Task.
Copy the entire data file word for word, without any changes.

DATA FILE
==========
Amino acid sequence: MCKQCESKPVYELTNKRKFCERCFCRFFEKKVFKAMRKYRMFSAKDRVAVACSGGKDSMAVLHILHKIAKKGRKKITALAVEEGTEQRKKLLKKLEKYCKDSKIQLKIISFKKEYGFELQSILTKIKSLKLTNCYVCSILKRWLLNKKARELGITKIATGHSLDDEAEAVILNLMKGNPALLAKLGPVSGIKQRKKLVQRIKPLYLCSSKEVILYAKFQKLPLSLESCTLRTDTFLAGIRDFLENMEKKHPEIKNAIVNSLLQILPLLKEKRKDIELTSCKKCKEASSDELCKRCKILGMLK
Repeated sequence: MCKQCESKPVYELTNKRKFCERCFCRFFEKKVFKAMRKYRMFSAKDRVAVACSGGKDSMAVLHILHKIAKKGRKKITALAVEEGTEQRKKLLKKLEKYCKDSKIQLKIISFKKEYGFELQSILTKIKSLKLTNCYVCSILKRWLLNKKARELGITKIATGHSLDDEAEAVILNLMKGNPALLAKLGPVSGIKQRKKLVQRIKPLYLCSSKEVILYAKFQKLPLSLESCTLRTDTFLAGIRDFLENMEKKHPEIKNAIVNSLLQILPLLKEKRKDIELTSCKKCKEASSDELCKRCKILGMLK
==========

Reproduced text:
Amino acid sequence: MCKQCESKPVYELTNKRKFCERCFCRFFEKKVFKAMRKYRMFSAKDRVAVACSGGKDSMAVLHILHKIAKKGRKKITALAVEEGTEQRKKLLKKLEKYCKDSKIQLKIISFKKEYGFELQSILTKIKSLKLTNCYVCSILKRWLLNKKARELGITKIATGHSLDDEAEAVILNLMKGNPALLAKLGPVSGIKQRKKLVQRIKPLYLCSSKEVILYAKFQKLPLSLESCTLRTDTFLAGIRDFLENMEKKHPEIKNAIVNSLLQILPLLKEKRKDIELTSCKKCKEASSDELCKRCKILGMLK
Repeated sequence: MCKQCESKPVYELTNKRKFCERCFCRFFEKKVFKAMRKYRMFSAKDRVAVACSGGKDSMAVLHILHKIAKKGRKKITALAVEEGTEQRKKLLKKLEKYCKDSKIQLKIISFKKEYGFELQSILTKIKSLKLTNCYVCSILKRWLLNKKARELGITKIATGHSLDDEAEAVILNLMKGNPALLAKLGPVSGIKQRKKLVQRIKPLYLCSSKEVILYAKFQKLPLSLESCTLRTDTFLAGIRDFLENMEKKHPEIKNAIVNSLLQILPLLKEKRKDIELTSCKKCKEASSDELCKRCKILGMLK